By Stephen Bowman

June is Alzheimer’s Awareness Month, and as a care provider the past 25 years, I find it to be very bittersweet. Yes, of course, I am grateful to the Alzheimer’s Association for their efforts in education and compassion. But for most of us, the seeming prolonged morbidity for our loved ones takes a devastating toll on millions of our families. It is estimated that if a spouse is diagnosed with Alzheimer’s, the healthy spouse is six times more likely to develop dementia. This is not because it is contagious, but because it is so profoundly depressing and debilitating.

In my experience, it seems that for many, once an individual with Alzheimer’s no longer recognizes their children, they are seen as a mere husk of themselves, and families often leave and pray for death, often years before the actual event. I am afraid that this has less to do with a lack of love than understanding.

In an effort to foster some renewed strength and hope for afflicted families, I offer some observations that I have made over the years regarding the actual condition and experience of those living through the progression of Alzheimer’s. What is really happening inside their minds?

The Soul Does Not Age

My first point is that the soul does not age. By that, I mean that no matter my age or decline in my short-term memory, we never lose the essence of who we are and forever will be.

I was reminded of this fact in a recent conversation with an elderly Greek resident who reminded me that while her body was old, her mind was full of youth. Or the statement of the French writer Andre Gide that his “heart remained so young that I have the feeling that I am merely playing the part of a 75-year-old man”.

My point is that, regardless of our ability to walk or speak, we never lose sight of ourselves. And if I remain present to myself, I can remain present to my family as well, but only if they are searching.

We Remain Connected to the World

My second observation is that those experiencing Alzheimer’s always continue to live in, and experience the world. All sentient humans continually live in time and space and remain connected emotionally to those around them.

Think of it, close your eyes, and try to imagine time stopping or nothingness. It can’t be done. Our brains are hard-wired for time and space. And as to our emotional connection to those around us, I was recently reminded by one of our aides here in Syracuse, that though her residents don’t know her name, they do remember her touch.

Memoirs and journals of those living through Alzheimer’s are replete with examples that though they are living with strangers, they clearly recognize who is kind, impatient, or dismissive. They continue to feel love.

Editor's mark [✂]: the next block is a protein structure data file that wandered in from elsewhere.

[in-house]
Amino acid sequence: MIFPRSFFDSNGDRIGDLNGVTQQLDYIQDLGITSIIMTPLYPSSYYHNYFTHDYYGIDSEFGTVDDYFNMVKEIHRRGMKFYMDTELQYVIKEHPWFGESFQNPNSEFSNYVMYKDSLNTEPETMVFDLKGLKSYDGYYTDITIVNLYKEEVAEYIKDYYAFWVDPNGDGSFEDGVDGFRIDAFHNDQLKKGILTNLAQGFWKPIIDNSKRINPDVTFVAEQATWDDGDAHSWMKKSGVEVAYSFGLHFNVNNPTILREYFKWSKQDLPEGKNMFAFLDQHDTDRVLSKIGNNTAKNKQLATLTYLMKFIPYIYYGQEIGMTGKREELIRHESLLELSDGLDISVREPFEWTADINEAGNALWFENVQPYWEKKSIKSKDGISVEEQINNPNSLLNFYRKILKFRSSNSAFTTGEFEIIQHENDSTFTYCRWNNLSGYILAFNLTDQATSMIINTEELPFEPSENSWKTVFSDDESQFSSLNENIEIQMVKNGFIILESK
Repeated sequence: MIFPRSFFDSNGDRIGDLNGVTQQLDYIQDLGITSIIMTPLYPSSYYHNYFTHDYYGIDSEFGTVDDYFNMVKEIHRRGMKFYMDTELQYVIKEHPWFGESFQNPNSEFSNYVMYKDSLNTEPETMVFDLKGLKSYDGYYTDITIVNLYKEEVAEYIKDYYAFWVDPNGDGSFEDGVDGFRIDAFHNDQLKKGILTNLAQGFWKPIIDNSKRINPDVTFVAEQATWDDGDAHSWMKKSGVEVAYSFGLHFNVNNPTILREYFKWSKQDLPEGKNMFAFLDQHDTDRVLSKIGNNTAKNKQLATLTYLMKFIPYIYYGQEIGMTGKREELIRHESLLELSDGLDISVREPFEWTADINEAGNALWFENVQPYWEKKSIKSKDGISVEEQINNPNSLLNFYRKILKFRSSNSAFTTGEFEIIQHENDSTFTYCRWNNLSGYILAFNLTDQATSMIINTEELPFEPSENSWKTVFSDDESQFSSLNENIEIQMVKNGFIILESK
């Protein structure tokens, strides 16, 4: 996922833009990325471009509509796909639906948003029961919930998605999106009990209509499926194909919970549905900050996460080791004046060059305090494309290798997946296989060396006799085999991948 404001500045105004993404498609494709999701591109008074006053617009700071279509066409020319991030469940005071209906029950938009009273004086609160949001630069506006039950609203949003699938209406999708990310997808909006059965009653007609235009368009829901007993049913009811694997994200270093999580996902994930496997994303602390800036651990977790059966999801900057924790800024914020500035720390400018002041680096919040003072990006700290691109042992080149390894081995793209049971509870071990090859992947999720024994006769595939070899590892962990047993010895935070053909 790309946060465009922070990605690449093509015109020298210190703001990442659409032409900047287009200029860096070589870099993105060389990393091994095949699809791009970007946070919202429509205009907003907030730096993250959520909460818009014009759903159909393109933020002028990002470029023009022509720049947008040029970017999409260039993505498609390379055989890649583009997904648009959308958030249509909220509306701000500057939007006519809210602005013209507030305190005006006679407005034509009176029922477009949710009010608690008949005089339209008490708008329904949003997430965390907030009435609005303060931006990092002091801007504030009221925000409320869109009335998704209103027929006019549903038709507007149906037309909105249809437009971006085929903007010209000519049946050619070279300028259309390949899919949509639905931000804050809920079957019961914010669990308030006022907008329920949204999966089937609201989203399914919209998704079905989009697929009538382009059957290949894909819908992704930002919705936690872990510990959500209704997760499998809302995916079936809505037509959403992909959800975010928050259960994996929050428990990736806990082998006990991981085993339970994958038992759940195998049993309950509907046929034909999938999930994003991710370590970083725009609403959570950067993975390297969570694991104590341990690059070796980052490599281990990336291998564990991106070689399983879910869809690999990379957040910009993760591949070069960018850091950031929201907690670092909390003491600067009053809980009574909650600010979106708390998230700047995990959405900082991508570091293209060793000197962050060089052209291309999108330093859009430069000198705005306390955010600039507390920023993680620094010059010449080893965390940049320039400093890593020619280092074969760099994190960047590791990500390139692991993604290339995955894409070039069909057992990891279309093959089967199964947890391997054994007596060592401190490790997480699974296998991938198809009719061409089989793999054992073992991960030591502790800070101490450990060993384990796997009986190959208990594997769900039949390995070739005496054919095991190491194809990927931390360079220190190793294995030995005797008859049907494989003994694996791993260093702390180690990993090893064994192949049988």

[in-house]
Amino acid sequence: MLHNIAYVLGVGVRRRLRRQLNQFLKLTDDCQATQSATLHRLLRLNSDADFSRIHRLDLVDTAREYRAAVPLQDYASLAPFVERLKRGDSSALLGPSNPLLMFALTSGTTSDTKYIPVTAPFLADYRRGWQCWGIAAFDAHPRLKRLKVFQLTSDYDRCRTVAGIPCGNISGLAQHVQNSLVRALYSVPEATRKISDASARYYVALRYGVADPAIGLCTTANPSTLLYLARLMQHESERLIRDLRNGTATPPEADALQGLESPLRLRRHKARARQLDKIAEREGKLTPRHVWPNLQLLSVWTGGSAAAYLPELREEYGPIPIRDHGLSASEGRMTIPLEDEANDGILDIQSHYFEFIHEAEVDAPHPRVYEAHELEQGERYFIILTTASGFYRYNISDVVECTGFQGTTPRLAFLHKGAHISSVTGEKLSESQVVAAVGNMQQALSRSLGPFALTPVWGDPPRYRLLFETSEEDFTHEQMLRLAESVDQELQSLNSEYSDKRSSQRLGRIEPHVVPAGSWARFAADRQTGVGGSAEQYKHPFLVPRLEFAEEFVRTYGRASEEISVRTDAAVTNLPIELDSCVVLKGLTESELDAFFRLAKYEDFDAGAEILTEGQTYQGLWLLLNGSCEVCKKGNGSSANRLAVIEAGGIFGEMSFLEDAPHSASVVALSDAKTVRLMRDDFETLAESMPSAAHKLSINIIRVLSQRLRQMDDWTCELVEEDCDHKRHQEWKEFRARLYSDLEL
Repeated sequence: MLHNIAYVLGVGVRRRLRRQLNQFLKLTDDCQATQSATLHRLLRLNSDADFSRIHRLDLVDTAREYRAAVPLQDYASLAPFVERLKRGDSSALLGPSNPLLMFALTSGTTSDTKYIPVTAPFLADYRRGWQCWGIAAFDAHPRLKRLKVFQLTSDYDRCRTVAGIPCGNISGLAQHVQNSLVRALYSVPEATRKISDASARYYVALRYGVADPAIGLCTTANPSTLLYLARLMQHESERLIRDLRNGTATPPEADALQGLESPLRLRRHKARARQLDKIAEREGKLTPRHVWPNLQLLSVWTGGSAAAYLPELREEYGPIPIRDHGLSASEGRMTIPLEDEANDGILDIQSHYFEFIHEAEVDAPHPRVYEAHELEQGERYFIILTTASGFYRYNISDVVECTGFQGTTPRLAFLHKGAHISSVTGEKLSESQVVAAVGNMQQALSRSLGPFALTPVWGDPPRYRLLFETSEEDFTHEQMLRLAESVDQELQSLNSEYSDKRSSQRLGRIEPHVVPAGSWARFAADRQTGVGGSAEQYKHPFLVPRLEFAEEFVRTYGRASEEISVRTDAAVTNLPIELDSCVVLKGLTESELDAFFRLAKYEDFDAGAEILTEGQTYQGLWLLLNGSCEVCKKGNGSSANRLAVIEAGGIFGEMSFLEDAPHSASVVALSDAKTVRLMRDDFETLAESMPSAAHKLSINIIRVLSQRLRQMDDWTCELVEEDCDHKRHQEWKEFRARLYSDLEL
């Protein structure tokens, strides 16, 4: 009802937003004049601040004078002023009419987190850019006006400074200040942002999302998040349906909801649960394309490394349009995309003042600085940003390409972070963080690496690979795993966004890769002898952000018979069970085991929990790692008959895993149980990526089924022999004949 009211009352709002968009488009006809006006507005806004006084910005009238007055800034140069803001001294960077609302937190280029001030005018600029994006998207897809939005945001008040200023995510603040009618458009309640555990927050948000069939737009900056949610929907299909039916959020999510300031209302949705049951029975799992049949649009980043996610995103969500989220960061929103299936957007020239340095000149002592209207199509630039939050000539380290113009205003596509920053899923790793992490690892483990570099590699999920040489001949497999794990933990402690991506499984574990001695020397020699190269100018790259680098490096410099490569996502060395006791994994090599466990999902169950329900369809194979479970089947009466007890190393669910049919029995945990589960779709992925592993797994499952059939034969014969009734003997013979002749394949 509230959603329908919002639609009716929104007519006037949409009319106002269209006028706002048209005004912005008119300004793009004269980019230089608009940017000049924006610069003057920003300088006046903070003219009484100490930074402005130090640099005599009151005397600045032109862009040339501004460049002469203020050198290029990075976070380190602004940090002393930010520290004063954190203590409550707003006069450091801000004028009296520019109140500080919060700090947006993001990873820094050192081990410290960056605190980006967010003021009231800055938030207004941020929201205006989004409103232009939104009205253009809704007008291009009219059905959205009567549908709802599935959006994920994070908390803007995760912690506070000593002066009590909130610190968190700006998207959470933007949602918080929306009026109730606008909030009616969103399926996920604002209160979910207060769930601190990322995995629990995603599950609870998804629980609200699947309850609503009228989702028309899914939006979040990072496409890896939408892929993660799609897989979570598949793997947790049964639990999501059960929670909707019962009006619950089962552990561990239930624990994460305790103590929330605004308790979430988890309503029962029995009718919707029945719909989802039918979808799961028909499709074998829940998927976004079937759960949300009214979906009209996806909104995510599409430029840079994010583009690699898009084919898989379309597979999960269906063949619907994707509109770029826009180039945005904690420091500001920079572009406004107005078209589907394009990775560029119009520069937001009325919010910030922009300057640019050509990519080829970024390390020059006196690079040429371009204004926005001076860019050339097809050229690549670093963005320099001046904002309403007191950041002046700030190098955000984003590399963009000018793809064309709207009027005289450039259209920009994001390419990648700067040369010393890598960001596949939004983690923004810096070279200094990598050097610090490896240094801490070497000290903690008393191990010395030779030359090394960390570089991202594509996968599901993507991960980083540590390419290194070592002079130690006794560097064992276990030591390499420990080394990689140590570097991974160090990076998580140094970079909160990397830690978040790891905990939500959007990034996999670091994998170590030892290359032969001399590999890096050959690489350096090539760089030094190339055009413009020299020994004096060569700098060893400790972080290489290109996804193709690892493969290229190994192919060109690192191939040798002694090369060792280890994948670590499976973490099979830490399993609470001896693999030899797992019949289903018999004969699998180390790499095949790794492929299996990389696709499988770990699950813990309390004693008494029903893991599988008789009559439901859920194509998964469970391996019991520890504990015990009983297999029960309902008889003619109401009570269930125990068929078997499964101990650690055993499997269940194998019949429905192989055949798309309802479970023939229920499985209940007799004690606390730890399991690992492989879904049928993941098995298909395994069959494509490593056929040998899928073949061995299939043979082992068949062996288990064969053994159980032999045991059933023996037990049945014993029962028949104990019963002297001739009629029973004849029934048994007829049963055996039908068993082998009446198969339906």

This truth came to me clearly when I was visiting a very dear old friend that I had spent decades with working in business and politics. When I saw him last, I walked into his room and immediately gave him a big hug and a kiss. But on stepping back, I realized that he had no idea who I was. So we sat and I began telling him stories of our adventures and some of our ridiculous misadventures. But we were soon chuckling and laughing, and I came to appreciate that though he did not recognize me, he knew that I loved him. We both wept.

Our Mission for Care

My final observation about Alzheimer’s, which I arrived at after years of trial and error, speaks to the purpose and aspiration of what our care should look like. Is it mere safety and cleanliness? Stimulation or gentle comfort? No. For me, I believe that the purpose and goal for meaningful Alzheimer’s care is to help those afflicted maintain a connection to themselves for as long as possible.

This is our great fear of Alzheimer’s. We are afraid that as we lose memory of our family, we will eventually lose ourselves. This is precisely what Frau Deter, Dr. Alzheimer’s first patient told him — that she was losing herself.

So the question is, how do we maintain a connection to ourselves in the face of a disease that destroys short-term memory? The answer is through one’s long-term memories. Rather than just playing bingo, we should review photo albums, listen to old-time music favorites, and write biographies that can be read back to them. Particularly powerful we find, are religious readings and services. After all, what memories could be more powerful than our formative religious memories for providing comfort, reverence, and purpose?

My belief is that once we embrace the humanity of those living through Alzheimer’s, we can create happiness, meaning, and peace for our loved ones. If we are to move beyond institutional care, family abandonment, and the terror of prolonged morbidity, we need to recognize that the individual identities remain, emotional connections endure, and that joy is still possible if we embrace our beloved’s past.

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